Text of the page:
Doctrine and Covenants 21: History as Witness

By Steven L. Olsen

Steven L. Olsen, "Doctrine and Covenants 21: History as Witness," Religious Educator 11, no. 3 (2010): 23–27.  

Doctrine and Covenants 21: History as Witness

Steven L. Olsen

Steven L. Olsen (OlsenSL@ldschurch.org) was senior historic sites curator in the Church History Department of The Church of Jesus Christ of Latter-day Saints when this was written.

On April 6, 1830, in the home of Peter Whitmer Sr., the Church was organized and Joseph Smith received a revelation that began, "Behold there shall be a record kept among you" (D&C 21:1). John Telford.

On the day the Church of Christ was organized in 1830, Joseph Smith received a revelation which began, “Behold, there shall be a record kept among you” (D&C 21:1). Even though the Bible and Book of Mormon emphasize the importance of record keeping and history writing for covenant peoples of an earlier time, Joseph Smith had received from God no specific indication before April 6, 1830, that preserving the past would play a significant role in the Restoration of the gospel in the present dispensation. In Doctrine and Covenants 21, the Lord defines record keeping as one of the core functions of The Church of Jesus Christ of Latter-day Saints. Subsequent revelations magnify and elaborate on this responsibility (for example, D&C 47, 69, 85, 123, and 128); in this revelation, however, the primary purpose of it was to witness to the divinely ordained roles of Joseph Smith. The present essay examines the witness function of history and its consequences for the Church as expressed in Doctrine and Covenants 21.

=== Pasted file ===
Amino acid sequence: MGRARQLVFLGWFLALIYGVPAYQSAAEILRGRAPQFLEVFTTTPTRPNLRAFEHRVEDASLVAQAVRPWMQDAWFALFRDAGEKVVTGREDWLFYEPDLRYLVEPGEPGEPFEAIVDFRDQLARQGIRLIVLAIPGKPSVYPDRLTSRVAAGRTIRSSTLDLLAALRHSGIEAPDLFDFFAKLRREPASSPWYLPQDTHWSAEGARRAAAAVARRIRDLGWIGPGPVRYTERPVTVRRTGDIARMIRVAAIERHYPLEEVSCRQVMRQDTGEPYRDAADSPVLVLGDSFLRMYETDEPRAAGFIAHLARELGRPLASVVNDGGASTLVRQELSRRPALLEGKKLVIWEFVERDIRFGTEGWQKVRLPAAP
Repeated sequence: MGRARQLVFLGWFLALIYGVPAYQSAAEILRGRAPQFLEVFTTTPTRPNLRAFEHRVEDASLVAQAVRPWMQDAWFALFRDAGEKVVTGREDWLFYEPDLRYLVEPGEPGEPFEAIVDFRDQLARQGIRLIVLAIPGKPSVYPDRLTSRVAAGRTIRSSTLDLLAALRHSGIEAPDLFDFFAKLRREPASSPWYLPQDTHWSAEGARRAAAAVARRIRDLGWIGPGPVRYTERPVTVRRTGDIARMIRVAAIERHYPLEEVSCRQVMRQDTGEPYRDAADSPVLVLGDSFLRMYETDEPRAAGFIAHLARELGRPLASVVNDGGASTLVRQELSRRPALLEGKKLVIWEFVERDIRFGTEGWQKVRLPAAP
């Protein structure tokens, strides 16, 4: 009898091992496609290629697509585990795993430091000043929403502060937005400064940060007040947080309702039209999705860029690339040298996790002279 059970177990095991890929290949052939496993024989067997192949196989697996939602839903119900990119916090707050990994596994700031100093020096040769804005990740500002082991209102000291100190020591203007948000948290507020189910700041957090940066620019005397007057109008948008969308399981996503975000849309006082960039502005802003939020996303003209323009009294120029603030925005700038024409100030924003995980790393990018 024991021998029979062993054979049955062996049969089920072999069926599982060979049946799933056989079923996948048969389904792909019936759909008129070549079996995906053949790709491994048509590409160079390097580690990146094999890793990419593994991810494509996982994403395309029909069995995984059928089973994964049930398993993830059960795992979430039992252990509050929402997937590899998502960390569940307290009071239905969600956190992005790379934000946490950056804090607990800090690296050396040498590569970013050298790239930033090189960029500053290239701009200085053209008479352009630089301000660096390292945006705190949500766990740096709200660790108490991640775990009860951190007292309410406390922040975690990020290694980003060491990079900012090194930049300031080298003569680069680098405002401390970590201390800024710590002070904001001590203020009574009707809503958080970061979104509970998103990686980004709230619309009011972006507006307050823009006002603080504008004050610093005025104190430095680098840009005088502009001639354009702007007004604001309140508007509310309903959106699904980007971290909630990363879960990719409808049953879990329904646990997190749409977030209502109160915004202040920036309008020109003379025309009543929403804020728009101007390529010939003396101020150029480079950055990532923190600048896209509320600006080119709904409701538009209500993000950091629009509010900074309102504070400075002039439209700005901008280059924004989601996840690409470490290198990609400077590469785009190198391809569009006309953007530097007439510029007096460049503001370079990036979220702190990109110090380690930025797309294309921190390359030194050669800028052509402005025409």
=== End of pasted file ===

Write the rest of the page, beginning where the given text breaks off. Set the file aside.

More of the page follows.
With reference to the Church’s record, the revelation continues, “And in it thou [Joseph Smith] shalt be called a seer, a translator, a prophet, an apostle of Jesus Christ, an elder of the church through the will of God the Father, and the grace of your Lord Jesus Christ, being inspired of the Holy Ghost to lay the foundation thereof, and to build it up unto the most holy faith” (vv. 1–2). These verses declare that keeping the Church’s record is not an end in itself but a means of witnessing to God’s mouthpiece on earth. The divinely ordained roles to which the Church’s record must witness are listed roughly in the order that Joseph had performed them to date: “seeing” the Father and the Son and other heavenly messengers, translating the Book of Mormon “by the gift and power of God,” receiving new revelations from God, bearing a special witness of Christ, and organizing and leading the Church of Christ. These verses also direct the Church through its record and the Prophet’s leadership to build up the faith of its members and establish them as a holy people.